Courtesy of David Schamis

The Yale football team (6–2, 4–1 Ivy) dominated the Brown University Bears (3–5, 1–4 Ivy) for four quarters on Saturday afternoon as they cruised to a 69–17 win. 

The 69 points were the most Yale has scored in a single game since their 89–0 win over the University of Vermont in 1929. The Bulldogs raced out to a 52–3 lead at half, controlling the game both on offense and defense before putting in many of their backups for the second half.

“It was an incredible effort for all four quarters,” head coach Tony Reno told Yale Athletics. “I thought we played a complete game. We were fortunate enough to make some plays in the first half that put us in a great position going into halftime.”

The Bulldogs established a 17–0 lead in the first quarter, setting the tone for the day. Less than five minutes into the period, quarterback Nolan Grooms ’24 threw a 15-yard pass to wide receiver David Pantelis ’25, who secured the Bulldogs’ first touchdown of many. Later in the quarter, running back Joshua Pitsenberger ’26 scampered 28 yards to the endzone to tally another touchdown for the Elis. To close out the first frame, Jack Bosman ’24 kicked a 42-yard field goal.

“They played very well and we played very poorly,” Brown head coach James Perry told Brown Athletics. “You can’t do [that] against a team like that.”

Just under three minutes into the second quarter, running back Tre Peterson ’24 ran for a 21-yard score to keep the Bulldogs’ momentum going.

To break the shutout, Brown marched down the field in 14 plays, but the Yale defense held strong at the six-yard line, forcing the Bears to settle for a 23-yard field goal.

Yale, however, was relentless. With under five minutes left in the half, Grooms tossed a 25-yard touchdown to wide receiver Jay Brunelle ’24 to raise the score to 31–3. 

A minute later, defensive lineman Reid Nickerson ’23 forced a fumble, which set up linebacker Hamilton Moore ’23 for a 19-yard scoop-and-score touchdown. 

[It was a] great team win against Brown this weekend,” center and captain Nick Gargiulo ’23 said. “The offense was able to establish both a solid rushing and passing attack.”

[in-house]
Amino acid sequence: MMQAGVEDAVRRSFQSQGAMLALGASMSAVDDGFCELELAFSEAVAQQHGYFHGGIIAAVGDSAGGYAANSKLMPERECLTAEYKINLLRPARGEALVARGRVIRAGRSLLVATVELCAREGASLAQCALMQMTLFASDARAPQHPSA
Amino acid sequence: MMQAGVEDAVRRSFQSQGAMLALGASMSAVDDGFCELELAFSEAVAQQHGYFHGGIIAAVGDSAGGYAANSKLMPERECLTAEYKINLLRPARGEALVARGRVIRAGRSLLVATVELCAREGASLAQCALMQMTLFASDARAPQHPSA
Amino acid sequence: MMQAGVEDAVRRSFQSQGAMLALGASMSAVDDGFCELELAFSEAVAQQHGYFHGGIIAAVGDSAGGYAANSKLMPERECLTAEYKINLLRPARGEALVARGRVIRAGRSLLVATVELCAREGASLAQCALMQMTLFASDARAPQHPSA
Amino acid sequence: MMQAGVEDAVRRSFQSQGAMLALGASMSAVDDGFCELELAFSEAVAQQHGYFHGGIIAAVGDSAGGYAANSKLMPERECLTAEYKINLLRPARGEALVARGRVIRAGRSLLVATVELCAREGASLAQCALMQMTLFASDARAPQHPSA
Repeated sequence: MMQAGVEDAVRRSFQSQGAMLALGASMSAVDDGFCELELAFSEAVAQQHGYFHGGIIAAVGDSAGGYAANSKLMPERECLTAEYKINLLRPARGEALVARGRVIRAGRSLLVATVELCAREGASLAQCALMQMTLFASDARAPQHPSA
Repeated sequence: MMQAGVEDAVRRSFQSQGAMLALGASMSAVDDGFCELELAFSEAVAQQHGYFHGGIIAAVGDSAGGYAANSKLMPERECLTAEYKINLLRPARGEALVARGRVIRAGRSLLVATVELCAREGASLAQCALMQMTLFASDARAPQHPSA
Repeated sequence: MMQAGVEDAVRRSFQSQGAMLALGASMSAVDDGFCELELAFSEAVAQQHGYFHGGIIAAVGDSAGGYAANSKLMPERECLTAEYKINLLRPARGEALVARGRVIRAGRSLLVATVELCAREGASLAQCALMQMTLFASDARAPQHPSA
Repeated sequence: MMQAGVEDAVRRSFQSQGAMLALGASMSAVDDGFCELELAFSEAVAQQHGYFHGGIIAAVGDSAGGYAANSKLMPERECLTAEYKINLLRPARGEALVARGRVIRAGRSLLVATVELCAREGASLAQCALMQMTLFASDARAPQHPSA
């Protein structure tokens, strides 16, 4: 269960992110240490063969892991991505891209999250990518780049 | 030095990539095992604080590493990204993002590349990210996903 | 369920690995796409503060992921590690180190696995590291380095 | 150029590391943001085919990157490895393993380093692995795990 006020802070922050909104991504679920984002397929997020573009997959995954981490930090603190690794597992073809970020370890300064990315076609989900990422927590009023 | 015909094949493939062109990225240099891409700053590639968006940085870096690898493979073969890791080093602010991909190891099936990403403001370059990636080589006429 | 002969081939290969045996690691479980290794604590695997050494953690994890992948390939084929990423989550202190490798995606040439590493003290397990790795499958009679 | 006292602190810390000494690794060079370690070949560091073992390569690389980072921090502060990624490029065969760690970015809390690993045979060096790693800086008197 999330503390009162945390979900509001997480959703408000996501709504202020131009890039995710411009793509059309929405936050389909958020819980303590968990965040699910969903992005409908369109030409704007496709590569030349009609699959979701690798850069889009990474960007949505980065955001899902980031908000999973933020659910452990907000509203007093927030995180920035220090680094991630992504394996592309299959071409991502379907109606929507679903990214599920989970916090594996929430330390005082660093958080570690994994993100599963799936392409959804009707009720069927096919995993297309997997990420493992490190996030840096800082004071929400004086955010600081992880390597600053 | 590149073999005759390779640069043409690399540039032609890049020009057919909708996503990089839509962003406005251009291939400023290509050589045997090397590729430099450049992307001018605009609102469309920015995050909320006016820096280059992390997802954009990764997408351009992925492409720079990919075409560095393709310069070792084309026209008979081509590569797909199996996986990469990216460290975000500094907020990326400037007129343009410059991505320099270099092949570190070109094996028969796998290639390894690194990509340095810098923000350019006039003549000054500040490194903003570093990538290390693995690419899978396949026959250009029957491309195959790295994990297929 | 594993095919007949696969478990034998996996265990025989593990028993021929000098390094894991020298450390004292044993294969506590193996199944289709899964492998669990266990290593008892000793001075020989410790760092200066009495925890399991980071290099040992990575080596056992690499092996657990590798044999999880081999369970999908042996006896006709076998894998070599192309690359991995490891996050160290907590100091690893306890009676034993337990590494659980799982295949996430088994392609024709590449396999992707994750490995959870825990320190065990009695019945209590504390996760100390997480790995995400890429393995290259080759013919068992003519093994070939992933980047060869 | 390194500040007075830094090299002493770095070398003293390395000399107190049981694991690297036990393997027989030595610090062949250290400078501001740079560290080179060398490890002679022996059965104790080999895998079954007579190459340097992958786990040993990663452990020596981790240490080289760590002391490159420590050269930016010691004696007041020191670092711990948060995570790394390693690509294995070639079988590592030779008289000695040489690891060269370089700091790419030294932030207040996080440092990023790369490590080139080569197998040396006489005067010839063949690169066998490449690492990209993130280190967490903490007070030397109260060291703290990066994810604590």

Following a long punt by Bosman, the Bears took over at their own 16-yard line with just over a minute left in the half, hoping for some momentum to bring into halftime. Instead, cornerback Sean Guyton ’25 stepped in front of a slant route and wrestled the ball from the Brown wide receiver, setting up the Yale offense deep in Brown territory. 

Just three plays later, Grooms hit tight end Jackson Hawes ’24 for a 13-yard touchdown. That pass marked the starting quarterback’s last play of the game, as he finished with an efficient 12-of-16 passing and threw three touchdowns.

But the Yale defense wasn’t done wreaking havoc. With 22 seconds left in the half, defensive lineman Alvin Gulley Jr. ’25 forced the Brown quarterback to rush a throw that linebacker Joseph Vaughn ’23 intercepted and returned 35 yards for the touchdown. The defensive score brought Yale’s advantage to 52–3. 

The trouble continued for the Bears offense when Kyle Ellis ’23 forced a Brown running back to fumble at the Bears 32-yard line just two plays later. However, the fumble came on the last play of the half, and the Bulldogs went into the locker room with a commanding 49 point lead. 

In the third quarter, the Bulldogs lineup featured many younger players, who still managed to tally more points in the contest. A six-yard rush by quarterback Austin Tutas ’25 capped off a 75-yard touchdown drive, and two minutes later, Peterson broke off a 53-yard rush to bring the score to 66–3. 

In the second half, we played a lot of our backups,” Reno said. “They got some really great experience and that will help us as we move forward this season.”

Brown, in a difficult position, attempted to decrease their deficit. The Bears scored two late touchdowns —one in the third quarter and one in the fourth — to bring the score to 66–17.

Bosman booted a 41-yard field goal with 7:05 left in the contest to put the finishing touch on the scoring for the day.

In total, Yale had 558 yards of total offense, in comparison to Brown’s 274. The Blue and White had 340 rushing yards, while the Bears tallied 108. 

The Elis defense also came up big as defensive linemen Nickerson, Adam Raine ’23 and Clay Patterson ’24 each had a sack and the team forced four turnovers.

Coming off of the historic win, the Bulldogs will have to prepare for their toughest conference foe all season — seventeenth-ranked Princeton is coming off a 17–14 win against Dartmouth and is now 8–0 in its regular season and 5–0 in Ivy play. A win would put Yale into a tie for first place in the league.

“We need as many people to get to the games as possible,” wide receiver David Pantelis ’25 said. “We need that extra spirit to lift the football team up. We are counting on the students to be there when we need them. Hope everyone can get there.”

The game will pit Princeton’s formidable defense against Yale’s high-flying offense. For the season, the Tigers surrender an average of only 11 points per game, second-best in FCS. However, the Bulldogs offense has averaged 55 points over their last two contests.

The Yale football team will play their last home game of the season against the undefeated Tigers at noon next Saturday at the Class of 1954 Field.

Amelia Lower covers football, men's ice hockey and men's lacrosse. She is a senior in Jonathan Edwards College from Rye, New York, double-majoring in Spanish and the History of Science, Medicine and Public Health.
Spencer King is an Editor for the Sports desk. He has covered the Yale football and women's ice hockey teams. He has also previously covered the Yale men's lacrosse team and most things Bulldogs sports. Spencer is a junior in Davenport College and is majoring in Political Science.